Social media is not a digital rolodex

Recently I received a connect request on Linkedin from someone local with a few mutual connections, and while I don’t usually accept random requests from people I don’t know I decided to seize the opportunity.

After accepting I sent a thank-you message of sorts for reaching out, and said I’d love to learn more about his business. I asked him a few simple questions to start the dialogue, as I find people respond better to easy questions rather than just beginning by talking about yourself.

After a couple days I got a two word reply consisting of “Sounds good.” I was a bit puzzled. Maybe he only read the part where I mentioned wanting to learn more about him? Is that what sounds good? Maybe he read it so fast he thought I meant I’d love to tell him more about me?

I see quite a bit of this on social media, and it’s worth examining.

He reached out to me, and yet he wouldn’t devote the 60 seconds it’d take to actually read my initial message — a customized one in contrast to so much of what you see on Linkedin. His being oblivious to the bulk of my message made it pretty clear he was not going to be a valuable connection. His paltry two-word reply reinforced that.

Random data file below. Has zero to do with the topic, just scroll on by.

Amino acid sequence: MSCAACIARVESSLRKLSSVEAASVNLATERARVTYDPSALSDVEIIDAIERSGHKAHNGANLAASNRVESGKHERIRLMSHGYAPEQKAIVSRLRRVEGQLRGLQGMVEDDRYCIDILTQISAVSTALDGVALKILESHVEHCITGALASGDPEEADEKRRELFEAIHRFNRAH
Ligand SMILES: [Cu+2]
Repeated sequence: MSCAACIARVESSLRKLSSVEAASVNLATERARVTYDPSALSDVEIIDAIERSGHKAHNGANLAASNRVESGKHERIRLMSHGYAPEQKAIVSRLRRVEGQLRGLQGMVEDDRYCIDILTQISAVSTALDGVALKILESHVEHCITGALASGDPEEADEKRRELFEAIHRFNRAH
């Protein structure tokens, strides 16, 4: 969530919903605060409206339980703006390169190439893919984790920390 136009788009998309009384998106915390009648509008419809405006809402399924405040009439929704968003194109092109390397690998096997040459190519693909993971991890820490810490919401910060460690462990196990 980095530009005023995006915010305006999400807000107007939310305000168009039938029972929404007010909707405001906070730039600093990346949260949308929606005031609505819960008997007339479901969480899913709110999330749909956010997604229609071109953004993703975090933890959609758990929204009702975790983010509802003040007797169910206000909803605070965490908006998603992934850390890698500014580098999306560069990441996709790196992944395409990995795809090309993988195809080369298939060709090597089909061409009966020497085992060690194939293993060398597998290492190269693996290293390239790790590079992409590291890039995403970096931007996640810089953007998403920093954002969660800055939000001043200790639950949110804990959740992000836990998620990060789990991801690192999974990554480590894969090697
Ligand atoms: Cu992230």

A lot of people seem to view social media as a popularity contest, a mission if you will to load up their digital Rolodex with as many names as possible. Whether they actually know anything about anyone is irrelevant; they sit back in the satisfaction of saying “Look at the size of my connections list.”

Quality Over Quantity In Social Media

The kicker here is that this behavior can have the opposite of intended effect. Savvy networkers may examine the sort of interactions you have online, even if it’s a quick look, and can tell a lot about the type of connection or referral partner you might be. Have thousands of connections but haven’t posted anything in three months? They may be clicking away as we speak.

I’d much rather know someone with only 50 social media connections that is very active and makes it a point to really interact with those 50 people as opposed to someone with 5000 connections who never logs on.

What do you think?